This story has been updated to correct a mistake that appeared in the original version. Officer Stephen Grogan passed away Tuesday morning.
Pensacola Police Department Officer Stephen Grogan died at his home Tuesday morning surrounded by family members, following an on-and-off battle with brain cancer.
The 34-year-old, who is survived by his two young sons and his wife, Christina, was first diagnosed with glioblastoma in 2017. He underwent brain surgery that year to have the tumor partially removed.
In January 2019, a maintenance MRI revealed that Grogan’s glioblastoma had returned. He was told then that he had less than a year to live.
PPD spokesman Officer Mike Wood said a funeral procession Tuesday morning was led by PPD officers who escorted Grogan from his home in Gulf Breeze to a funeral home in Pensacola.
On Facebook, the PPD posted a tribute to honor Grogan.
“We were hopeful,” the post reads. “We wanted nothing more than for our brother to get well and re-join us on the street.”
The PPD said funeral arrangements for Grogan are still pending.
The Facebook post added the following about Grogan:
“Stephen was a dedicated father, husband, and son, who wrung more living out of this last year than many do in a lifetime. He was a Marine and Pensacola Police Officer because he could not escape the need to serve others.
Hundreds of you came out to fundraisers, donated money, bought hats, and sent encouragement. Stephen and Christina were able to make years of memories with their sons because of your generosity. We cannot thank you enough for that.
Stephen, we have the watch. Rest easy.”
Over the last year, countless drives and fundraisers were held for Grogan and his family as the “Grogan Strong” mantra became a region-wide rally cry.
It was a movement that materialized in the form of T-shirts, social media posts and total makeovers of the famed Graffiti Bridge as heartbroken residents banded together and prayed for a miraculous recovery.
“I’m really a typically prideful guy, I don’t like to take off my hat and just say ‘Thank you,’ but it’s been incredible,” Grogan told the News Journal in February 2019, amid the public’s embrace. “This is really a thing so much for me as it is for my family, just making things easier for my family.”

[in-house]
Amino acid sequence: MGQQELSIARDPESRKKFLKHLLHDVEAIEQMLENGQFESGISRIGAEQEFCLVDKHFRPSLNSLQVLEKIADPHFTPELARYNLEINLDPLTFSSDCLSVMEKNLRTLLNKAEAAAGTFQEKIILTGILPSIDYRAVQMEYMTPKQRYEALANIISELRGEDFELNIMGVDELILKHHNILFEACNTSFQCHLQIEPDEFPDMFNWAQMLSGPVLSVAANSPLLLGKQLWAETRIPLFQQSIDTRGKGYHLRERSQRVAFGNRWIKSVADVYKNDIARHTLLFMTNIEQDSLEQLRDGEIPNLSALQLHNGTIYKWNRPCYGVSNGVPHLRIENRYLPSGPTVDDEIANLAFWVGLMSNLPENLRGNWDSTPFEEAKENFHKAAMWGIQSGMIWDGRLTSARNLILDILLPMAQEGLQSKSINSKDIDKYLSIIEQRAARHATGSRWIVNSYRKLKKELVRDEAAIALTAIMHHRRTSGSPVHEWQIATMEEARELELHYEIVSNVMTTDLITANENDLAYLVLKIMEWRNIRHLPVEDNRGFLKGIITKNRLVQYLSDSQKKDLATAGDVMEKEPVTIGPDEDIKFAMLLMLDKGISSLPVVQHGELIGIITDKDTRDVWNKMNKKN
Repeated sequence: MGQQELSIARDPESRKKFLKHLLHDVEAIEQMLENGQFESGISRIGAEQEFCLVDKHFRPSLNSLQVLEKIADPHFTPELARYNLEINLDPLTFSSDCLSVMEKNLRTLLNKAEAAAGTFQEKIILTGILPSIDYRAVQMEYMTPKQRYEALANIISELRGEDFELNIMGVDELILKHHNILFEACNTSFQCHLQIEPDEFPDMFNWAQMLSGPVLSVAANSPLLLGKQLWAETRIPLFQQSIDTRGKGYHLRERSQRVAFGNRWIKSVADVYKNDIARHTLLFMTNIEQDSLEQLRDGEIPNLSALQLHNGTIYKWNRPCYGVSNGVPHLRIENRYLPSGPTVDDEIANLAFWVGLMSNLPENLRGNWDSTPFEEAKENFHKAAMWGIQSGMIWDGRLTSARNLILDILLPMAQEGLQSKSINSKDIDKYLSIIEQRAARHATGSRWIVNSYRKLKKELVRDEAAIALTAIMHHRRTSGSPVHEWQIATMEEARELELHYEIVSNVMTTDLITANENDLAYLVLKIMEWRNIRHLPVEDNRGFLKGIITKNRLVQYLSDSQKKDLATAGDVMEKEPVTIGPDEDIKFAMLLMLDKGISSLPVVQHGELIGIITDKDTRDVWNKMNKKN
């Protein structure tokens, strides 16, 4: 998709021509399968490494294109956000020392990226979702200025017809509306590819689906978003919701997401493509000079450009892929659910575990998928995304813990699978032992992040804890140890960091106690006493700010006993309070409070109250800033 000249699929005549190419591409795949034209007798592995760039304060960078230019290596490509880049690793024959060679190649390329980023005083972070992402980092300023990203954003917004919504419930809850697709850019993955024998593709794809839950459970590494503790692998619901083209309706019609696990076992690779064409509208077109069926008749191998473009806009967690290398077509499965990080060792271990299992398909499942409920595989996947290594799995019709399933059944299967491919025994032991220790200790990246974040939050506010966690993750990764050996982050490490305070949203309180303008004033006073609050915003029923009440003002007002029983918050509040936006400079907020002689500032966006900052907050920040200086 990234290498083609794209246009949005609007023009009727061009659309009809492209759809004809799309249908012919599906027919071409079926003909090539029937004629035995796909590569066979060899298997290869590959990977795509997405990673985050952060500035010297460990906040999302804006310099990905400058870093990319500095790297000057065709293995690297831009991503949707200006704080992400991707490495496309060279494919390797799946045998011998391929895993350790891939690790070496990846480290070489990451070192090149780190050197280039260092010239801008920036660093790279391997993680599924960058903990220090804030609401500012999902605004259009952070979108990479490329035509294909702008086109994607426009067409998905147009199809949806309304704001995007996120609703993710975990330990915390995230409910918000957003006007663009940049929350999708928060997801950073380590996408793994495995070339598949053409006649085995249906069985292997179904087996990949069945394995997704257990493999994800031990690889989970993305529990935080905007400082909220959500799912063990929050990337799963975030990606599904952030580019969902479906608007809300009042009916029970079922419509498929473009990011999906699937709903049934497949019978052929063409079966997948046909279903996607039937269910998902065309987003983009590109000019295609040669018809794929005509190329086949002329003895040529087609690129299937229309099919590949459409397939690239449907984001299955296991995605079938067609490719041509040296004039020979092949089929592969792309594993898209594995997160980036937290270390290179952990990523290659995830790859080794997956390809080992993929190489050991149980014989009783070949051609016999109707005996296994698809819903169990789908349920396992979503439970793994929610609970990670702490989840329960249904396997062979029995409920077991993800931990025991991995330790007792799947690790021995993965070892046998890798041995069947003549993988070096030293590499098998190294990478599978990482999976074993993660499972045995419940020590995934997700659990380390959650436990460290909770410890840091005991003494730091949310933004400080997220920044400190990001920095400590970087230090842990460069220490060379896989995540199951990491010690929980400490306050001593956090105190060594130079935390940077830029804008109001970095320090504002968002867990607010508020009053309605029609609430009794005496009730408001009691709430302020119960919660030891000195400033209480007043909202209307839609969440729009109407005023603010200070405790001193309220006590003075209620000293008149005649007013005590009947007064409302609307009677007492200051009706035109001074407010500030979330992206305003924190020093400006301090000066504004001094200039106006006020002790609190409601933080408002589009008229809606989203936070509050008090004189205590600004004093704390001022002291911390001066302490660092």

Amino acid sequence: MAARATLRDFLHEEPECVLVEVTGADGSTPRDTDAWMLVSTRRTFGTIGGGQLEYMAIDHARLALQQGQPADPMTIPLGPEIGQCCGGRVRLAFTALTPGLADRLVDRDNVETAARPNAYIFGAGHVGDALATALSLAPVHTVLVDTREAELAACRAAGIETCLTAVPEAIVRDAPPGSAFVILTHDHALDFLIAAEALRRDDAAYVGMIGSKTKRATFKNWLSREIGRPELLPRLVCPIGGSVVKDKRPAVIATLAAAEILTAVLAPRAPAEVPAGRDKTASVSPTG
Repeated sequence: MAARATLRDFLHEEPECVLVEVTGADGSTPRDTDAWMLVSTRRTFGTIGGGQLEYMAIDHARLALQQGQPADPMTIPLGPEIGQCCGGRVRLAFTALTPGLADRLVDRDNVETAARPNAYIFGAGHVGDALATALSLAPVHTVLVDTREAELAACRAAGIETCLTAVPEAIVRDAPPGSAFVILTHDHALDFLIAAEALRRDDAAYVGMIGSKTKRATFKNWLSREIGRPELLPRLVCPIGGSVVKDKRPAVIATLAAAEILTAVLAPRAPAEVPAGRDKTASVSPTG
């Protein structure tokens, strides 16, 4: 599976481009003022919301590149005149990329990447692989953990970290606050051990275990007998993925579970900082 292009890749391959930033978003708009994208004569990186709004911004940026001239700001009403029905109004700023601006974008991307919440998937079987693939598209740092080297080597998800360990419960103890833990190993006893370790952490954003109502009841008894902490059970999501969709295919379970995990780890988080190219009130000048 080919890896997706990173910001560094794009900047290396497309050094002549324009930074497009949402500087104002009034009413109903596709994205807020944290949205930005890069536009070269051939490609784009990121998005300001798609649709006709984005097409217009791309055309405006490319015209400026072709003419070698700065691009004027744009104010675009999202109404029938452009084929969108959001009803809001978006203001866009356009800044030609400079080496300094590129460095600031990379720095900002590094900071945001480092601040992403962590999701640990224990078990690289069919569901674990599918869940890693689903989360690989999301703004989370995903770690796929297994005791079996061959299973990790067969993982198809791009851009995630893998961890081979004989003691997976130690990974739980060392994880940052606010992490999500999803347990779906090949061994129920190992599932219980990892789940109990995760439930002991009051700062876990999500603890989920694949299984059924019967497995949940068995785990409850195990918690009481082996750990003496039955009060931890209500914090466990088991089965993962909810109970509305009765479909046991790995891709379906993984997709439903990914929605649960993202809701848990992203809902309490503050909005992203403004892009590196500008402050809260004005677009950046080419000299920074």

For those looking to donate now in Grogan’s honor, the PPD suggests either giving in person at the police station’s front desk or donating online to the Fraternal Order of Police.
People can also donate to a GoFundMe to support Christina Grogan and the couple’s two children. That account had just short of $57,000 as of Tuesday afternoon.
Grogan served in Afghanistan between 2007 and 2014 as a member of the U.S. Marine Corps. Within a year of becoming a solo patrol officer with the Pensacola Police Department, he started to experience debilitating headaches.
That led to his eventual diagnosis and then his operation in July 2017, when the surgeon estimated that he had removed about 90% of the tumor.
Grogan underwent rounds of chemotherapy and medical scans following surgery, and he returned to duty, a feat that didn’t surprise his wife based on the iron will she saw her husband demonstrate during his initial bout with the aggressive form of brain cancer.
“He rode his bike from our house in Gulf Breeze to Sacred Heart Hospital in Pensacola on his last day of radiation,” Christina Grogan told the News Journal last year. “He walked in there in one of those skin-tight biking outfits for his last round of radiation. So, he’s someone that is always pushing the limits and always fighting.”
Grogan was nearly fully recovered when a seizure in October 2017 set him back. He stopped working for six months before once again rallying and returning to duty.
But in July 2018, Grogan suffered another seizure. After that, he moved to the training and accreditation office, where he managed, ordered and issued equipment and property, such as weapons, ammunition, uniforms and more, to PPD officers.
After learning in January 2019 that the glioblastoma had returned, Grogan and his wife flew to Houston and explored the possibility of brain tumor clinical trials, which are research studies done to devise medical strategies or treatments.
Grogan even briefly considered another route — a Duke University in North Carolina treatment program that involves injecting the polio virus into the brain tumor in an effort to neutralize it — but he learned he didn’t qualify for the procedure.
Friends, relatives, business owners, fellow law enforcement and military members and even perfect strangers inundated Grogan with support when his cancer returned last year.
“I have guys texting me, day in and day out, middle of the night, 3 in the morning, saying, ‘I’m free on Saturday if you need any work done around your house, give me a call,’ ” Stephen Grogan said in 2019.
The Grogans continued to explore options until last month, when Christina Grogan shared an update on her husband’s status in a Facebook post published by the Ladies of Law Enforcement based out of Crestview.
Christina Grogan said they had visited UF Health Shands Cancer Hospital in Gainesville, where they learned Stephen was not eligible for any clinical trials or any other treatments.
She announced at that time that her husband would begin hospice treatment from the couple’s home in Gulf Breeze.
In a press release sent out by the PPD on Tuesday afternoon, PPD Chief Tommi Lyter said, “I’m proud of the community we live in. They showed a huge amount of concern and support to us and Officer Grogan’s family, and it is appreciated more than they can ever know.”